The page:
From [Marc Abrams (2003.12.13.2145)]
From [Bruce Gregory (2003.12.12.2111)]
Marc Abrams (2003.12.11.1645)
Ok. The hierarchy certainly attempts to ‘account’ for the control of
perception. Again, I ask, what is a perception? According to canonical
PCT, our sensory inputs are the only elements involved in our
perceptions. I vigorously disagree with this notion.
It’s not clear to me why you are so convinced that memory and emotion
cannot be traced back to sensory inputs.
Bruce, that is exactly my point. Memory and emotion are, and need to be, traced back to the input function at a minimum. I think there is ample evidence to suggest they both need to be tied to the reference condition and output function as well. But I’m not advocating that yet. I am advocating a need to explore and bring emotion and memory out of the black box and into the model as independent elements or processes of the input function. What I was saying above is that the hierarchy as presently configured only takes the five main sensory modalities as input into account for the purposes of constructing perceptions.
If you are suggesting that an ‘input’ is an ‘input’ and at the aggregate level of the HPCT model, further breakdowns are not necessary, I would again disagree with that notion. In order to explain what happens at one level you must go ‘down’ a level. This holds for any hierarchical structure. So in order to ‘explain’ why the model works as it does, we need to go down a level. That means, breaking out the functions from black boxes to real entities and/or processes.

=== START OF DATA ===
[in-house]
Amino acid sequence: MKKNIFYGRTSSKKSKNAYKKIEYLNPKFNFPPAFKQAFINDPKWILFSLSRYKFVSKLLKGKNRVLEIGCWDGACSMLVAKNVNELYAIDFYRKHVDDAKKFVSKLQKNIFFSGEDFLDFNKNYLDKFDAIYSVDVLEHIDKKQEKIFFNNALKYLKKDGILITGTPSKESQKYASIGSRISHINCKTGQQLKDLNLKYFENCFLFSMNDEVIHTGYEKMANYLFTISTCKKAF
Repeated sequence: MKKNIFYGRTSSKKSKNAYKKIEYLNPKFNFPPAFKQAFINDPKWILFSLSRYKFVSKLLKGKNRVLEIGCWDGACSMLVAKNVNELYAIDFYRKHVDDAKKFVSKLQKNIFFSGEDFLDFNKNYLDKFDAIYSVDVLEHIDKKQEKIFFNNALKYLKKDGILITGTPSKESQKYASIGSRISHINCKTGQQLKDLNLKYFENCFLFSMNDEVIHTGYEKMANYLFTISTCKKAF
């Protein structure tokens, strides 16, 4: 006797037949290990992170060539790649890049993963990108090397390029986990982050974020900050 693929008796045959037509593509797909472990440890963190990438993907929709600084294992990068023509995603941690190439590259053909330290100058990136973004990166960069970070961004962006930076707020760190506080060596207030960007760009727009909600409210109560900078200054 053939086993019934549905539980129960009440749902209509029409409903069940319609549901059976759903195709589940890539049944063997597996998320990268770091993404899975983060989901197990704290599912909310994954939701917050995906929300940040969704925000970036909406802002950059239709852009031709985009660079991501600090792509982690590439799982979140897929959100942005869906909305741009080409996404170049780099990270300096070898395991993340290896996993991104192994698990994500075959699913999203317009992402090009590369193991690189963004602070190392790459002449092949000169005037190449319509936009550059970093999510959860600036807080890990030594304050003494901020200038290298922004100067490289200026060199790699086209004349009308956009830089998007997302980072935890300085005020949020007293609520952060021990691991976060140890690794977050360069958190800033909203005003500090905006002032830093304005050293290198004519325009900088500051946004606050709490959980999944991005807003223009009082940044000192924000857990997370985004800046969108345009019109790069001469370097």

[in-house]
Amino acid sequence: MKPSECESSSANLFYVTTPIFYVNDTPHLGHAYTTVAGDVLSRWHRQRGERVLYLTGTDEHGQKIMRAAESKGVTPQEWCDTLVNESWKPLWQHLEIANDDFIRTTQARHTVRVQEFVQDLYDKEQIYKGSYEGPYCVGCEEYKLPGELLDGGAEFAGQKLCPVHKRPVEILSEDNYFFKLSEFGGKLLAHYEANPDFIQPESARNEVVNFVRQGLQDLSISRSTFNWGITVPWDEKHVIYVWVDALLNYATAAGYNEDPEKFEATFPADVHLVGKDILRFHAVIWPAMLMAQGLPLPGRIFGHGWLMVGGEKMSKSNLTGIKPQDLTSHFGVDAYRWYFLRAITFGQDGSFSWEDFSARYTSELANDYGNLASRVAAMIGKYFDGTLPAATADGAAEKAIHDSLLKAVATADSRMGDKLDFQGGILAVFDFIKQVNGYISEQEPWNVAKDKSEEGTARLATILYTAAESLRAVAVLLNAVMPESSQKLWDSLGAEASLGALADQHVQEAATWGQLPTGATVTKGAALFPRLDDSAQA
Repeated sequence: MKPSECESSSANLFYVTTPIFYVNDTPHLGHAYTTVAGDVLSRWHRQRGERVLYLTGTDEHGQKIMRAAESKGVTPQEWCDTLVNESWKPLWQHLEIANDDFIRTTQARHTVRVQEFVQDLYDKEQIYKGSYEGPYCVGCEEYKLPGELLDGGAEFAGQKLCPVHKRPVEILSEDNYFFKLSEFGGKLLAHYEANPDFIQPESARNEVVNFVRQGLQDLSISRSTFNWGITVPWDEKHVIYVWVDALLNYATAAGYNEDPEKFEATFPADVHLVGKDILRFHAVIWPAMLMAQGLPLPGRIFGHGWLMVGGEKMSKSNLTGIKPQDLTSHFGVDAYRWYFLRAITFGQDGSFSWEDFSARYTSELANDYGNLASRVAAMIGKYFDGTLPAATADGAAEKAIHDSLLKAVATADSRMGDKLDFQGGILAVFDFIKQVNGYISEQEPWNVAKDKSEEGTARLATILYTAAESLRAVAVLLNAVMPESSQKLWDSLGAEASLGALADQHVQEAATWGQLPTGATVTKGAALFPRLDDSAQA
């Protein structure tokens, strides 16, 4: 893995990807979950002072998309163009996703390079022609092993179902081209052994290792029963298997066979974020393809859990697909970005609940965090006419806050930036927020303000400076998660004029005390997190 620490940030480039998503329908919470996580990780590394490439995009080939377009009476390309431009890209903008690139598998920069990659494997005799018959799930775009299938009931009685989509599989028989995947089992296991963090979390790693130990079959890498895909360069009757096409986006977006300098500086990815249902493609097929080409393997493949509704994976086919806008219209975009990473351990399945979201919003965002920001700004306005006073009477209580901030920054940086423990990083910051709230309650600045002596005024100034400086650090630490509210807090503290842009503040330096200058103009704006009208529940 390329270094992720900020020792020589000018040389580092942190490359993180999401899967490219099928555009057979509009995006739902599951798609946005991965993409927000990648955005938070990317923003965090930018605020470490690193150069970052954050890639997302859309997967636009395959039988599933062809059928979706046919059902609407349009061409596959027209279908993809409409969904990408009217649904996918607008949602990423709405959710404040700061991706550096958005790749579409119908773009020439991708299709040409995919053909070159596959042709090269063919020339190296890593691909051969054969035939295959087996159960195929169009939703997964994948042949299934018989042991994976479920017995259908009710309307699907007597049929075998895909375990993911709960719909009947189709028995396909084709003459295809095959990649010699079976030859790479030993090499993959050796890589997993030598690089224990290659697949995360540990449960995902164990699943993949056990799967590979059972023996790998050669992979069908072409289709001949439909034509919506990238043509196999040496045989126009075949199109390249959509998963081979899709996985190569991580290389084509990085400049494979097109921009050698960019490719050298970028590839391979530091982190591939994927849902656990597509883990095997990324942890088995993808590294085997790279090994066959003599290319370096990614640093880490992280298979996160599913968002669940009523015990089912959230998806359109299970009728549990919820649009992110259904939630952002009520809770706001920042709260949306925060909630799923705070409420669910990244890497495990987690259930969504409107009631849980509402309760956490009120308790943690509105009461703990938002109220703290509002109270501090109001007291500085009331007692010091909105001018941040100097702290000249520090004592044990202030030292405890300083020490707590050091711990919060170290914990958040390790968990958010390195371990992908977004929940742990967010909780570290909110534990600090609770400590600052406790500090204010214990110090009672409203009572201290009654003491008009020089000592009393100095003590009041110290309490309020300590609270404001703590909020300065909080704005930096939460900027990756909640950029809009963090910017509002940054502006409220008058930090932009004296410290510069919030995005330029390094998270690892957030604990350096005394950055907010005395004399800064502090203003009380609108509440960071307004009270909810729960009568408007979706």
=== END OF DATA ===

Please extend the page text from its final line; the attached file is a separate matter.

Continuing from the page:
In the statement you quoted above, where do you think I was saying anything differently? Both memory and emotion have 'unofficial and undefined capacities in the model. They are treated as a ‘black box’.
What is a sensory input in your view?
Any input that contributes to the formation of a ‘perception’. And, in a normal human, that probably means about 20 different kinds of sensory receptors.
Why aren’t we aware of our emotional states as the result of sensory inputs?
But we are. We are always in An emotional state. We may not always be cognizant of a ‘particulair’ state such as ‘happiness’ or ‘sadness’ but we are always ‘feeling’ something. Feeling nothing is an emotional state as well. Remember, zero does not necessarily mean the absence of something. By the same token, our emotional states play a huge role in what we sense as well.
Is memory a sensory input?
If by memory you mean imagination, than I would say absolutely yes.
Bruce, I think between your post today and Martin’s yesterday, I have been able focus in on what and where my questions are focused.
I do not disagree with the notion of a hierarchy per se. I disagree specifically with the notion that the HPCT hierarchy is the binding structure for our sensory modalities. Now what is interesting here is that this aspect of the hierarchy is never discussed. What is discussed is the seemingly hierarchical nature of our thought processes, which I don’t disagree with. We also seem to talk about the ‘cascading’ effects that ‘error’ has on those thoughts, except in order for the HPCT hierarchy to perform in that manner you would possibly have to skip levels on the way down to ‘correct’ and you couldn’t do that without imagination ‘filling in’ for the missed levels. So if the HPCT hierarchy actually existed the way it is talked about rather than what the theory say’s it should do, I would not disagree at all. It would obviously not change what I am interested in doing, but it might help me on CSGnet in my attempts at clarification.
If I have misspoken please tell me where. I certainly don’t want to be walking around with the wrong assumptions.
Has this helped clarify my thoughts?
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